- About Us
- Local Savings
- Green Editions
- Legal Notices
- Weekly Ads
Alchemy in Color
If you've been wondering what Scott Salsbury has been up to lately, well, you're not alone. But even better, you're in luck.
That's because more than two dozen new paintings by Salsbury, whose distinctive use of color and shape has earned him many an admirer over the years, will be on display when a month-long exhibit by the uniquely talented San Juan Island artist debuts in the lobby of San Juan Community Theatre on the longest day of the year.
"I'm really, really glad that he's having this show," said longtime friend and fan Trinley DiMarco, an accomplished sculptor in her own right. "His art come from a very deep personal place. I'm excited to see what he has that's new."
Better yet, the artist will be in the house to offer insight about this latest compilation of creativity, entitled "Dreams of Color," at the exhibit's opening reception, June 21, 5-8 p.m.
Salsbury says several pieces in this new collection, which includes 22 oil pastes and five acrylics, may seem to some like a bit of a departure from his previous work.
"I think there's some new and interesting work in it," he said of the 28-piece exhibit. "I guess you might say it's a lot more evolved, and in some ways more of a compact design than I've worked with before."
Born and raised in Edmonds, Salsbury got bit by the art bug early in life and has been putting color to canvas since his teens. He studied art through a California College of the Arts extension program and in Patzquaro Mexico as well, and his artwork has been featured in several earlier exhibits, locally and in Seattle and in Mexico.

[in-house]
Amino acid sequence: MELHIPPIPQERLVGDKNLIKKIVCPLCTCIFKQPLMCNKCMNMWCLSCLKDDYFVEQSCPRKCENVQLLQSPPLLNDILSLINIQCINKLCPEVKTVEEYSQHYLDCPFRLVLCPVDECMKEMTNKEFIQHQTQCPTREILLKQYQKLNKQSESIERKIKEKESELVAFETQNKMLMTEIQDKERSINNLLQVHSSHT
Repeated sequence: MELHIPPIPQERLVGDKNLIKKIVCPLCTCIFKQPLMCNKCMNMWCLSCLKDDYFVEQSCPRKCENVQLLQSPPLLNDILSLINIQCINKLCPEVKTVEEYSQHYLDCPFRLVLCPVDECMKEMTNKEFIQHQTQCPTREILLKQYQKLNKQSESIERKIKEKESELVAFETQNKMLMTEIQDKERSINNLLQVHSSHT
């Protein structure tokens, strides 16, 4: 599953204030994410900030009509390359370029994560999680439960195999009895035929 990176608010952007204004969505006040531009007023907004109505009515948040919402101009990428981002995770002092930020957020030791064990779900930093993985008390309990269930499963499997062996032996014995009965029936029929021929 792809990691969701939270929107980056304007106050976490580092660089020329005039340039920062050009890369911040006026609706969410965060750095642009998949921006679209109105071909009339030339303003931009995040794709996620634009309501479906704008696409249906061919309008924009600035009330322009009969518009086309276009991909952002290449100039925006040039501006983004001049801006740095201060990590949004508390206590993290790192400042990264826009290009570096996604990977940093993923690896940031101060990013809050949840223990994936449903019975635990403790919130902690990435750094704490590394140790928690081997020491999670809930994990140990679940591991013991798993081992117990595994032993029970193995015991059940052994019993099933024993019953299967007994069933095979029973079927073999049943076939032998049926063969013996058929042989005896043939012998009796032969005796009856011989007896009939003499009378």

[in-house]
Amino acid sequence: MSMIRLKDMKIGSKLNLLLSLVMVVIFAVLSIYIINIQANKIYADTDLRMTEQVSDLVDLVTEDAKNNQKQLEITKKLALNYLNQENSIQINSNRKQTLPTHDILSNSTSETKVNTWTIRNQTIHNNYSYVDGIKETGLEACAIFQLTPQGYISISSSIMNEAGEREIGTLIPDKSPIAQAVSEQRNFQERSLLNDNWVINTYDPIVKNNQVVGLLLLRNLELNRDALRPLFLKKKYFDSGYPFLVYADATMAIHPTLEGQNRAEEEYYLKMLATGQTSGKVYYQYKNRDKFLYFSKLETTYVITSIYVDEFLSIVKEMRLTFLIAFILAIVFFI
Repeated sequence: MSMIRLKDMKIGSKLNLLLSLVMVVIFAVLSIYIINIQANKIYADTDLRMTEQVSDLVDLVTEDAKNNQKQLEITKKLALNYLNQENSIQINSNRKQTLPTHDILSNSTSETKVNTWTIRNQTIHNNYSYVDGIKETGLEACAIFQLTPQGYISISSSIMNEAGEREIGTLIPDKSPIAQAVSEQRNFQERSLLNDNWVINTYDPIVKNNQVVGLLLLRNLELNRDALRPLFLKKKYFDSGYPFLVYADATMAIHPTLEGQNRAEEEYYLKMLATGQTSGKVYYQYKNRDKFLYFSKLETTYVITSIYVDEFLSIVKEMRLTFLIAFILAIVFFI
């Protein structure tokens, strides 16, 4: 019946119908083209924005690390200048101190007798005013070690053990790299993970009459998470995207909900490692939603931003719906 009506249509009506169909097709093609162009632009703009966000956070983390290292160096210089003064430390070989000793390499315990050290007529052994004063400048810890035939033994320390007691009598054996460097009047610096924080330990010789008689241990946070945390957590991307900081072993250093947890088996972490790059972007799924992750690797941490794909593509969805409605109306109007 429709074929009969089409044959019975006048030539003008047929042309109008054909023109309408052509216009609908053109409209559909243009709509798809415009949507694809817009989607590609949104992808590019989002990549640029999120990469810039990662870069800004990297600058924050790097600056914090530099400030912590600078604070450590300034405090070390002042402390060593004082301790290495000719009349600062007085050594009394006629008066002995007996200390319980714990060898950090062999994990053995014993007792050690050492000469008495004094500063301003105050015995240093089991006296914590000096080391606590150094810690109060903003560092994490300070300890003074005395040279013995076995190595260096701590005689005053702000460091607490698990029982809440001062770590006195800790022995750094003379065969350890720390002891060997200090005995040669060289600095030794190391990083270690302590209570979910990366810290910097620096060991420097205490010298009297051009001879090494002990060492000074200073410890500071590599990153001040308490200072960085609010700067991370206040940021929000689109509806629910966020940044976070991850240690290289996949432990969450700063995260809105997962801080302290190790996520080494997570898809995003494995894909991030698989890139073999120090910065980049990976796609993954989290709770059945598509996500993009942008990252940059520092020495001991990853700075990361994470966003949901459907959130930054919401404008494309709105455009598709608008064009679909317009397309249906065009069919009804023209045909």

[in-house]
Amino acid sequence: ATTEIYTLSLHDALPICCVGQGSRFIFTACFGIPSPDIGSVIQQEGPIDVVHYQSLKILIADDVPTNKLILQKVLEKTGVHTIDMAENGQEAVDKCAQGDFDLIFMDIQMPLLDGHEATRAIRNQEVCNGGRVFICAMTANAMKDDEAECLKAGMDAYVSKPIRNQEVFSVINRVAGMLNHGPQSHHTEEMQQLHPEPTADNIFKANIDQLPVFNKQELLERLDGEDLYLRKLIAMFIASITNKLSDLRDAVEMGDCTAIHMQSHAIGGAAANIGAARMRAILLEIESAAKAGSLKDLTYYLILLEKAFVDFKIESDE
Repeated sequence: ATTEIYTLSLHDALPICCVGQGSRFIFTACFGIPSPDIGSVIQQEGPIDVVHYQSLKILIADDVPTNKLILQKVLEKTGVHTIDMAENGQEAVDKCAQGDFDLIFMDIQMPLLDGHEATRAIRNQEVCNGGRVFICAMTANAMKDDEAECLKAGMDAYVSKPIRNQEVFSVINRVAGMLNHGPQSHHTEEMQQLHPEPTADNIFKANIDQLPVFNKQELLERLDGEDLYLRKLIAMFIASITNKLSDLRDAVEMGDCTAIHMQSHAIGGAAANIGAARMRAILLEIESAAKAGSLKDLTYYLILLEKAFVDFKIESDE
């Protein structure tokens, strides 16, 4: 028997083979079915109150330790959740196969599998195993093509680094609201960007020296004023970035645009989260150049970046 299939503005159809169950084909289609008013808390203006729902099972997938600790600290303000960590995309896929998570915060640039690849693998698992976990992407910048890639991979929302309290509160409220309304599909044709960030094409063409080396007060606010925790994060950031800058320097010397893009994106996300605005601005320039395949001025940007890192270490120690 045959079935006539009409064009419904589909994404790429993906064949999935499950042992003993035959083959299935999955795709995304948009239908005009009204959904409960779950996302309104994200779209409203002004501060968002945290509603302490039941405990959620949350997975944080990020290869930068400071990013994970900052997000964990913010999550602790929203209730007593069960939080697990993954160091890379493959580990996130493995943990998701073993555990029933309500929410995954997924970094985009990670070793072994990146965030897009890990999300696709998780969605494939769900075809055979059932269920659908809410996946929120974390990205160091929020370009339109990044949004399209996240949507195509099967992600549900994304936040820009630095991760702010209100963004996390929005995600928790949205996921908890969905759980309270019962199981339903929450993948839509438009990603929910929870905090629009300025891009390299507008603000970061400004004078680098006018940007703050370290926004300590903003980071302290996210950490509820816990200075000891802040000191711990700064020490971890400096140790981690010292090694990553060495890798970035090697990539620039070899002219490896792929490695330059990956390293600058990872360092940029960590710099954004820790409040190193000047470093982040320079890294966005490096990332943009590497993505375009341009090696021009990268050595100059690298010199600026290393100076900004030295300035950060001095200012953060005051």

He hails from an artistic family as well. His father, Allen Salsbury, was one of the most highly acclaimed interior designers Seattle has ever known, and brother Stephen and sister Susanna are gifted artists in their own right, he says.
While creativity may be in the blood, Salsbury, now 60, finds inspiration in the bold, bright works of ground-breaking Latin American artists such as the late Rufino Tamayo and Wifredo Lam, as well as in the simple, ordinary images, elements and artifacts of everyday island life. In fact, he describes the creative process that propels his art as a modern-day stroke on the ancient art of alchemy, the transformation of something common into something special.
"I'm a spur of the moment kind of guy, I like to do things spontaneously," Salsbury says, "but with this show coming up I've been planning a bit more. I don't know really how to describe the paintings. I guess maybe something like 'crazy jazz art'."
In the end, however, it's not a label that defines a signature "Salsbury", its the unique blend of images and shapes, and without question, it's in the color.